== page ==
In his book The Religious Affections Jonathan Edwards explained how the defining feature of real religion is love for God. He defines affections, shows how some affects in a person’s life may not be from genuine affections for God, and then spends most of the book describing the characteristics of true love for God.
One of his concerns, as should be a concern for all of us, is the possibility of false comforts. It is possible to think things are great, to be optimistic about your condition, and to believe you have peace with God when there is no peace.
On the other hand, I think that some believers have heard these warnings so much that we are afraid of comforts. We are afraid of communion as a celebration because, Hello?!, we might not take it seriously (enough). These are not the only ways to mess up participation in the Lord’s Table, but they are actual misunderstandings.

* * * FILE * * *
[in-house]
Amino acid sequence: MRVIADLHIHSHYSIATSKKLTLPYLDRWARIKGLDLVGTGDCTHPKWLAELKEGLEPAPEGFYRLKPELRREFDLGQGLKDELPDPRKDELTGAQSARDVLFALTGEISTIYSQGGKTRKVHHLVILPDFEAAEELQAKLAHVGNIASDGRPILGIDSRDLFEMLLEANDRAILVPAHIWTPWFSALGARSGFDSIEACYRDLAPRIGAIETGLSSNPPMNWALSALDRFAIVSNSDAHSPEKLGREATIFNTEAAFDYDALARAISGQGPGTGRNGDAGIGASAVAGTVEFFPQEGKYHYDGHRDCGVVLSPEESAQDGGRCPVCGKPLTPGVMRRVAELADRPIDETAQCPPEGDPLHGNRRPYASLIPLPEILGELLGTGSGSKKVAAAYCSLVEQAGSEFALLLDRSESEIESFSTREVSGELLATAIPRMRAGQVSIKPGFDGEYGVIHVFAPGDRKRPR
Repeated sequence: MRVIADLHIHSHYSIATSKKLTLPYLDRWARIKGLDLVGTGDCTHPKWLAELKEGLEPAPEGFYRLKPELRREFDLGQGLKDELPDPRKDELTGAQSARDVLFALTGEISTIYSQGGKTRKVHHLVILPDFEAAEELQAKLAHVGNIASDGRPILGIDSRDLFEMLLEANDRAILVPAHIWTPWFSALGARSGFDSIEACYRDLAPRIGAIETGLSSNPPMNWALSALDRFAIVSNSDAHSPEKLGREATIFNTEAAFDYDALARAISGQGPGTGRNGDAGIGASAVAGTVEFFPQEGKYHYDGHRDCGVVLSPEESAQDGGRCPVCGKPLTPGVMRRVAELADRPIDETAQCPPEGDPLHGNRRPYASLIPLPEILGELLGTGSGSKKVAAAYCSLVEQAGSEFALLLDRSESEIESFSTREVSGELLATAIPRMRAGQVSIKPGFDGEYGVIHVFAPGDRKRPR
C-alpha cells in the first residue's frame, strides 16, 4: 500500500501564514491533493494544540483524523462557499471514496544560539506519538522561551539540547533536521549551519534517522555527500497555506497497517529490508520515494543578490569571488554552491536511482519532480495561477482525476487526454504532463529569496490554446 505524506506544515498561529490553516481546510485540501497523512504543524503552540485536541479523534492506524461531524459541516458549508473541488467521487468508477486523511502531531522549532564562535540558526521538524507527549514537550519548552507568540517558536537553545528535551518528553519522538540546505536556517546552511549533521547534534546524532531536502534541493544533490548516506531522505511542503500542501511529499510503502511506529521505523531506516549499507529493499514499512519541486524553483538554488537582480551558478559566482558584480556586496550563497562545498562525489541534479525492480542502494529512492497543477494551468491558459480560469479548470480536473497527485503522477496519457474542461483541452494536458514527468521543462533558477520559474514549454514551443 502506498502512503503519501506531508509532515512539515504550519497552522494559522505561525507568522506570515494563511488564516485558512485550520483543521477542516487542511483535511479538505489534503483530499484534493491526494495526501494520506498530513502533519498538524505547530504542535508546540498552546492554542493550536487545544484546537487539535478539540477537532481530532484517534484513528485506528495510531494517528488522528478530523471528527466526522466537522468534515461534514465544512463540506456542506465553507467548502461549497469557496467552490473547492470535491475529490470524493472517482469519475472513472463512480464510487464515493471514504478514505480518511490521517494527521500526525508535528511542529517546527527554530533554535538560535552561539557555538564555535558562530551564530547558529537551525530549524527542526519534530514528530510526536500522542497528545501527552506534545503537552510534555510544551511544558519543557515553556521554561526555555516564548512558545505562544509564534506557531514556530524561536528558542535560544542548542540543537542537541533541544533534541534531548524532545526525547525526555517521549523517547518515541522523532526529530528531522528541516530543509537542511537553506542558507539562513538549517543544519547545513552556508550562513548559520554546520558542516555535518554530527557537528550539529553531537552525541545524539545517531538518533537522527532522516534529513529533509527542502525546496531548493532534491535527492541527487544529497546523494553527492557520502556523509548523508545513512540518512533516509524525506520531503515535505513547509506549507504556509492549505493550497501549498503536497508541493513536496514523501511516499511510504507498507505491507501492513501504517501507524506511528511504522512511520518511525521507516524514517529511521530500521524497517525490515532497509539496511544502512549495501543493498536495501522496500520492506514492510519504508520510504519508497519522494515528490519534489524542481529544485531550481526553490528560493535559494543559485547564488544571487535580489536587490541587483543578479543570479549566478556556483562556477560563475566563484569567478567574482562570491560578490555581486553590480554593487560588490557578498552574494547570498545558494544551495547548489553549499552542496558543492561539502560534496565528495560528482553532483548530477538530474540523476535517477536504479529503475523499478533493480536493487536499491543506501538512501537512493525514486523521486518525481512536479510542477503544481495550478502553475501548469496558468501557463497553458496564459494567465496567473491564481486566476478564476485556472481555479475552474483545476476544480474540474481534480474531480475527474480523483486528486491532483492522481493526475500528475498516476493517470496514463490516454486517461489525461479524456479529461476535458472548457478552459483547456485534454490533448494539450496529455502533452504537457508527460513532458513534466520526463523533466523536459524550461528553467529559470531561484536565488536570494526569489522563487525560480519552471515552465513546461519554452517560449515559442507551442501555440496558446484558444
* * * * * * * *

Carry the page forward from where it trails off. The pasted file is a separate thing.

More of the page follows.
What should we do? We should read all the words in Scripture. The communion cup is, for example, “a cup of blessing.” So we thank God for it. We remember God’s favor to us so we are glad in it. And, then we go on to remember that this cup is “a participation in the blood of Christ.” It is a costly cup.
“The comforts of the true saints increase awakening and caution, and a lively sense of how great a thing it is to appear before an infinitely holy, just and omniscient Judge.”
Our comforts are not in oblivion, our comforts are purchased at the cross. We have blood-love, love bought by the blood of the Lamb.